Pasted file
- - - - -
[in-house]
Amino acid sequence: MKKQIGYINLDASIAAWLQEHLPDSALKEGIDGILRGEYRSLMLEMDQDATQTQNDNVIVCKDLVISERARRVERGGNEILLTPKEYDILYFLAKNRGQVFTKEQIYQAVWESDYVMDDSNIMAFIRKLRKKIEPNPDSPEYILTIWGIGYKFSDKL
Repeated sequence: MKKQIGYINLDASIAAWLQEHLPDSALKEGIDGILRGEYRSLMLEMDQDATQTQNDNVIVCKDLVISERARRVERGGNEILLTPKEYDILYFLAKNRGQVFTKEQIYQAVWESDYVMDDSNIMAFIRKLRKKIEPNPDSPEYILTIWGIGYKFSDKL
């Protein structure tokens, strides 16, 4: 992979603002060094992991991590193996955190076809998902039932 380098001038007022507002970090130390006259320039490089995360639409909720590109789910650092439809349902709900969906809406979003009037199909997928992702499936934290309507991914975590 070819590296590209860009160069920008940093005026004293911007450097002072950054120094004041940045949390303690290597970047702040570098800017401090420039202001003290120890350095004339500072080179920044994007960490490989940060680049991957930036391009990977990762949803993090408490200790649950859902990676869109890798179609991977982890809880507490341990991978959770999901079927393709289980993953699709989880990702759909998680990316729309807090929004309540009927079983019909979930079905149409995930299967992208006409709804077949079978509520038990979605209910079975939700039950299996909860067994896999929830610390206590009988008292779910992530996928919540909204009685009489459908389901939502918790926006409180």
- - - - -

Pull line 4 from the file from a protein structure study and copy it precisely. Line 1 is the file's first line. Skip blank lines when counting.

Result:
């Protein structure tokens, strides 16, 4: 992979603002060094992991991590193996955190076809998902039932 380098001038007022507002970090130390006259320039490089995360639409909720590109789910650092439809349902709900969906809406979003009037199909997928992702499936934290309507991914975590 070819590296590209860009160069920008940093005026004293911007450097002072950054120094004041940045949390303690290597970047702040570098800017401090420039202001003290120890350095004339500072080179920044994007960490490989940060680049991957930036391009990977990762949803993090408490200790649950859902990676869109890798179609991977982890809880507490341990991978959770999901079927393709289980993953699709989880990702759909998680990316729309807090929004309540009927079983019909979930079905149409995930299967992208006409709804077949079978509520038990979605209910079975939700039950299996909860067994896999929830610390206590009988008292779910992530996928919540909204009685009489459908389901939502918790926006409180």